Withdrawing economic stimuli and tightening monetary policy are very difficult future policy choices, but something has to be done because asset bubbles have started to take shape, Nouriel Roubini, chairman of Roubini Global Economics, told CNBC Wednesday.
"On monetary policy, exiting too soon is going to tip the economies into recession; the trouble is… now there is the beginning of an asset bubble that's becoming global," Roubini told "Squawk Box Europe" at the World Economic Forum in Davos, Switzerland.
In Asia and China real estate prices are rising too fast, as do stock prices if you look at the PE ratio, he explained.
His comments echoed earlier warnings by European Central Bank Governing Council member Ewald Nowotny that there is a concrete risk of asset bubbles in emerging markets and in some commodities.
James Chanos, president and founder of Kynikos Associates, also warned recently that the bubble in China's real estate market is "unprecedented."
But the risk of withdrawing the stimulus too soon is falling back into recession, added Roubini, who was nicknamed Dr. Doom after his prediction of a sharp economic downturn.
"The good news is there is a beginning of an economic recovery. The question is what's going to be the shape of the recovery," he said.
In the US, gross domestic growth is likely to be stronger in the first half of the year than in the second half, when the stimulus will fizzle out, Roubini explained.
He said he predicts a "slow, anemic, U-shaped recovery" because of weak labor markets, re-leveraging of the public sector, massive excess capacity and low capital expenditure.
US gross domestic product figures for the fourth quarter will be released on January 29.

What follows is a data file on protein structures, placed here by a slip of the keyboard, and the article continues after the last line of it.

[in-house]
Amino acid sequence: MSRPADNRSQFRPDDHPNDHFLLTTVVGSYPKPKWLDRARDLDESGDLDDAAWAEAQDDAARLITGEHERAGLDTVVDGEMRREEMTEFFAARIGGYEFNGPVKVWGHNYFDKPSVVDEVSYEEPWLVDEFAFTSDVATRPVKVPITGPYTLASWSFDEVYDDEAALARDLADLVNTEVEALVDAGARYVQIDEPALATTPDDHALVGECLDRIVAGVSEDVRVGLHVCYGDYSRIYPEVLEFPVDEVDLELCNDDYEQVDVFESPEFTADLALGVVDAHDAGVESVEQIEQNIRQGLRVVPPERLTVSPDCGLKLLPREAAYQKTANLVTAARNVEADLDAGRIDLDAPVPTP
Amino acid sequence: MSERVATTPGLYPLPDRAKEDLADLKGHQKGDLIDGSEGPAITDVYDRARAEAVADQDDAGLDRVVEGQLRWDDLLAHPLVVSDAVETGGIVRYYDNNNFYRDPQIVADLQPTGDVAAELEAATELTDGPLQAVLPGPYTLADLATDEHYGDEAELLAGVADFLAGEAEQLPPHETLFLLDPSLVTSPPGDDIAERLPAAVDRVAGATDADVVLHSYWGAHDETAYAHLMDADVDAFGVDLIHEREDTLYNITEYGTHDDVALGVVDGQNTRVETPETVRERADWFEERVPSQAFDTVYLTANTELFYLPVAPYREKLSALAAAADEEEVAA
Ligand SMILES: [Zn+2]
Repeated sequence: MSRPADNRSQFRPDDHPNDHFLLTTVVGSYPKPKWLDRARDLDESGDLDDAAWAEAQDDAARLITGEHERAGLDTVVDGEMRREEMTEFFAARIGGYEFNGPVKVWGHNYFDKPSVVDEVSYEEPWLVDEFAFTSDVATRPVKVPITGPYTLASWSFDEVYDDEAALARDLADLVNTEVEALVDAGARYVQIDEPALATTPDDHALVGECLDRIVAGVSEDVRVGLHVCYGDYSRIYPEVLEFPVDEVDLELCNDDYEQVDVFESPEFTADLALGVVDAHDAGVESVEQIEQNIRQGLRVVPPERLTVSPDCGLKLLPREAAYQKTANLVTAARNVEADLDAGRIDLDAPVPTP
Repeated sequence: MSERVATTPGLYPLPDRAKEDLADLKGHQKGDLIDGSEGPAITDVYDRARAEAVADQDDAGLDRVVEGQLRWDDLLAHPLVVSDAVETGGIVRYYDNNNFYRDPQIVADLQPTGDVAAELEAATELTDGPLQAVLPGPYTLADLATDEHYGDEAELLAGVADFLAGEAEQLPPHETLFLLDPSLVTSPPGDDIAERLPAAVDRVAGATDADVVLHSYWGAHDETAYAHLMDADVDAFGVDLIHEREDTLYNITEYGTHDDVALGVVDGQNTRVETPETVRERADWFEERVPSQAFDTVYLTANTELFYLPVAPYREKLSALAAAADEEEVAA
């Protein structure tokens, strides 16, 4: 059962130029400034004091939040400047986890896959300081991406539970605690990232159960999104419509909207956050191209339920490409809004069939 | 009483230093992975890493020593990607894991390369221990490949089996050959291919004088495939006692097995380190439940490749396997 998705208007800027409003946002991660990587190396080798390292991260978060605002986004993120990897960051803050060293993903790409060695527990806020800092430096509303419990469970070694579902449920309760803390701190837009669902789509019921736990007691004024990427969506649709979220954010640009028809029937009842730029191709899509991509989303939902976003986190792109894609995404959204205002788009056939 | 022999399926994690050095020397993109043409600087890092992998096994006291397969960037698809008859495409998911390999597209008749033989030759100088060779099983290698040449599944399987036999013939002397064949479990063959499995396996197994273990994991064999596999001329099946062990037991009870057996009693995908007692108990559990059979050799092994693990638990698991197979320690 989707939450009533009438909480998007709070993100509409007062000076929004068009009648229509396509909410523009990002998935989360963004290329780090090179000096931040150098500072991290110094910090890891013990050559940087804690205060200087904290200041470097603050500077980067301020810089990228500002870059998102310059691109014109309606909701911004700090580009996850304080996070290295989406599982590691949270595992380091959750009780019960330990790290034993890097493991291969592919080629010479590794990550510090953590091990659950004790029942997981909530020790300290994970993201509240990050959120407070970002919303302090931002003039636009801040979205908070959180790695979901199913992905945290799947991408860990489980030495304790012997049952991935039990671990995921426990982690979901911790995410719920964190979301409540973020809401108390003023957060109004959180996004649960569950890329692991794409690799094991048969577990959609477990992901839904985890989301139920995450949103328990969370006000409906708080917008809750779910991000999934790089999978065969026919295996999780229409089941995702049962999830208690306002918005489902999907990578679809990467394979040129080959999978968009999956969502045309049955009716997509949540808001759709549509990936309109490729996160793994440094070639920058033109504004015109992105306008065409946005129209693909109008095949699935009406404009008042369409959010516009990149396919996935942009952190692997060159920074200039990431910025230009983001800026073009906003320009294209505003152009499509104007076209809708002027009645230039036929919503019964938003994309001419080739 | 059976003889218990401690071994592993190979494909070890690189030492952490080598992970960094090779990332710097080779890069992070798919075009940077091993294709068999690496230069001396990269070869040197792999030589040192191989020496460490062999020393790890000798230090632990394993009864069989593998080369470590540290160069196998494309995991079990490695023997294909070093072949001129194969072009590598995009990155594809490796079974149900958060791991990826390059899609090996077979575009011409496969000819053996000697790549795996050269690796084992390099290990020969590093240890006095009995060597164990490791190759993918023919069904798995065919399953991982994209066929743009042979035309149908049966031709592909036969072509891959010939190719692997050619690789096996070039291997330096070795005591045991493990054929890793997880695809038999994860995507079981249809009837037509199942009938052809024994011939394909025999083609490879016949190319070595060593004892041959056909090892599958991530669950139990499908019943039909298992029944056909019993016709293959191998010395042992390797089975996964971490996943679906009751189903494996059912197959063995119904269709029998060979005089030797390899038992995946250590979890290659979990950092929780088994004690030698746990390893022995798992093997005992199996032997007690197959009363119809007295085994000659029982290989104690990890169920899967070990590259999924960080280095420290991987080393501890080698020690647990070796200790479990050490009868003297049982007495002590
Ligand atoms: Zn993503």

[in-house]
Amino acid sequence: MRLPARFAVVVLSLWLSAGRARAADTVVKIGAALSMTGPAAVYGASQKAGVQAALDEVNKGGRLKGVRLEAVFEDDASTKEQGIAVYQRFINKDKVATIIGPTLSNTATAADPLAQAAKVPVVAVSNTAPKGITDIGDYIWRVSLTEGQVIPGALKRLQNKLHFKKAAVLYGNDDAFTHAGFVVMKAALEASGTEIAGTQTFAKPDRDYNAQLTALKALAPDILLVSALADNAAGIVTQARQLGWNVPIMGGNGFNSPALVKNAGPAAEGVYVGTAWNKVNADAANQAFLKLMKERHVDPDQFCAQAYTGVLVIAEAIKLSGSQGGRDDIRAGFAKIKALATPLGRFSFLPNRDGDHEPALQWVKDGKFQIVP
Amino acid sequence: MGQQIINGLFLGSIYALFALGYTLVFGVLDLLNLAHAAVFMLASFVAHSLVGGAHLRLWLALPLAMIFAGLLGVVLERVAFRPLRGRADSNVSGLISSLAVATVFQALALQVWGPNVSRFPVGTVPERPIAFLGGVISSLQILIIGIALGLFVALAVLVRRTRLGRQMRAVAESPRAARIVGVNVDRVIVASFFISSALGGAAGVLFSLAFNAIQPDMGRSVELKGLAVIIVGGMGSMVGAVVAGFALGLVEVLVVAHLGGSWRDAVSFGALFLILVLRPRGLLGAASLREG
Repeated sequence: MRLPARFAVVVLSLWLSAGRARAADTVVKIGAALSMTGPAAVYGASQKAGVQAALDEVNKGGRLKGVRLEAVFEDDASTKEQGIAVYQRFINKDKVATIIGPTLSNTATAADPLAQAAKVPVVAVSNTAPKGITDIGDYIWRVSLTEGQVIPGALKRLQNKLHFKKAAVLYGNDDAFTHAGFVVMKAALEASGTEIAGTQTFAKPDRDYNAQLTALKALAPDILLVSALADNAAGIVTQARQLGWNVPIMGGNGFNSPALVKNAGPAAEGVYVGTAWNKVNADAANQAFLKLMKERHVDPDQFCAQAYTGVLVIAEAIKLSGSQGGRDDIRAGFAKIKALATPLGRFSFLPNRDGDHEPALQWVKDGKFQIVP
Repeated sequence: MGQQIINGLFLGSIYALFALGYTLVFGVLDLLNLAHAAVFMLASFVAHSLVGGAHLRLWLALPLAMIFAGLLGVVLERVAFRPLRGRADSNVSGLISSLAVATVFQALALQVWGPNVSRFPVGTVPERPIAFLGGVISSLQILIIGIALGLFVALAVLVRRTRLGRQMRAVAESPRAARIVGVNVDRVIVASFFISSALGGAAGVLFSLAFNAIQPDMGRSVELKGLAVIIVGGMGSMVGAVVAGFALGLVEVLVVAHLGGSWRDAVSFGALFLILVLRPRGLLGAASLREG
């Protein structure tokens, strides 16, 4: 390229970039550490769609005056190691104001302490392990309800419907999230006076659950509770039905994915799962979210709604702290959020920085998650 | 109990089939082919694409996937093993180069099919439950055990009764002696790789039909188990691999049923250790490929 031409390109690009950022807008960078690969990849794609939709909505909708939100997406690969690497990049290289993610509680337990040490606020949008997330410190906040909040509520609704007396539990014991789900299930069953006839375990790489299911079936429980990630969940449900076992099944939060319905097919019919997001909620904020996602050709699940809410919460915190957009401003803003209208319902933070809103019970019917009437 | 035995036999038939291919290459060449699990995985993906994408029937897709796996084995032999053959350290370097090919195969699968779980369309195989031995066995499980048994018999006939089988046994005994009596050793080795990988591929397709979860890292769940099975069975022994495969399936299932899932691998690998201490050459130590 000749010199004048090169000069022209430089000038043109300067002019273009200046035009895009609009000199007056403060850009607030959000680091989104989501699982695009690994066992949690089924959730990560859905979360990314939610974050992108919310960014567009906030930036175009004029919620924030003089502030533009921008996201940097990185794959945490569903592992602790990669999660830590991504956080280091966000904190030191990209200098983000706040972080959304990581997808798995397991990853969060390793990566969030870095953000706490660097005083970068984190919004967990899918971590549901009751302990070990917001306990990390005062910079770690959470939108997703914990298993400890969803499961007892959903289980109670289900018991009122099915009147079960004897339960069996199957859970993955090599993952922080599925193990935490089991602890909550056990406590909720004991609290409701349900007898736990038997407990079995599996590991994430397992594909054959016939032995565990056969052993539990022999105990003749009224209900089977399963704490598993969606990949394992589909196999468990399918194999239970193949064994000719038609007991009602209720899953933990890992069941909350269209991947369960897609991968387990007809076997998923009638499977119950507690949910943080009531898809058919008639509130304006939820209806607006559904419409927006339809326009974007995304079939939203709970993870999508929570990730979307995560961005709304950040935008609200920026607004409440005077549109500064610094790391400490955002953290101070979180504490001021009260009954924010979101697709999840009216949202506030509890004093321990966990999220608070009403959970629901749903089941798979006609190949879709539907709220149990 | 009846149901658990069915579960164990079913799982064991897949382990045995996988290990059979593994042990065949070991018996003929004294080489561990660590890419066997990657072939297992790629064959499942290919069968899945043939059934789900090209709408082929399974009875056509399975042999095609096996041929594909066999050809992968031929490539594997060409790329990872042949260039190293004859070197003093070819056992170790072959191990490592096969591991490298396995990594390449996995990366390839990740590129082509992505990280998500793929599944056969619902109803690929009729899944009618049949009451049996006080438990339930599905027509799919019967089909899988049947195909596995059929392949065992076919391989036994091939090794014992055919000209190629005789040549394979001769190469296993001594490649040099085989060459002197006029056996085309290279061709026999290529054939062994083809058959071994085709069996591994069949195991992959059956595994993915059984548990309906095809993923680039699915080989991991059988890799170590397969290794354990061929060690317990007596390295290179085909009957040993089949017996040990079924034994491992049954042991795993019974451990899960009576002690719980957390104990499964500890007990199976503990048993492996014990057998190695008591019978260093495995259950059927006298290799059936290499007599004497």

Roubini said growth may exceed 4 percent in that period but it is likely to have been influenced by restocking of inventories depleted by the recession.
"I would not read too much into the fourth quarter numbers," he told "Squawk Box."
Meanwhile, the "wall of liquidity" which is inflating the emerging markets assets bubble is chasing commodities as well, he warned.
A slowdown in growth in developed economies is likely to push stock prices lower, but he said he did not see them going below the levels reached during the crisis.
"I don't think we're going to retest the lows of last March … I see only a correction happening in the second half of last year," Roubini said. "The risk is that the policy stimulus is going to fizzle out in the second half of next year and it will become a drag on growth."
The problems in Europe, where Greece's debt threatens to destabilize the euro zone, are similar to the ones in the US, he said.
"I'd point out that in the US you have also fiscal problems at state level, a state like California is virtually bankrupt."
China should do reforms that would lead to an increase in domestic consumption, but at the same time it is not big enough to be the engine that will pull the world economy, which is another reason why recovery will be anemic, according to Roubini.
"For the last decade the US has been the consumer of last and first resort… the same way the UK, Australia, New Zealand and other countries. That model is broken now," he said.
- Watch Nouriel Roubini interviewed on CNBC above.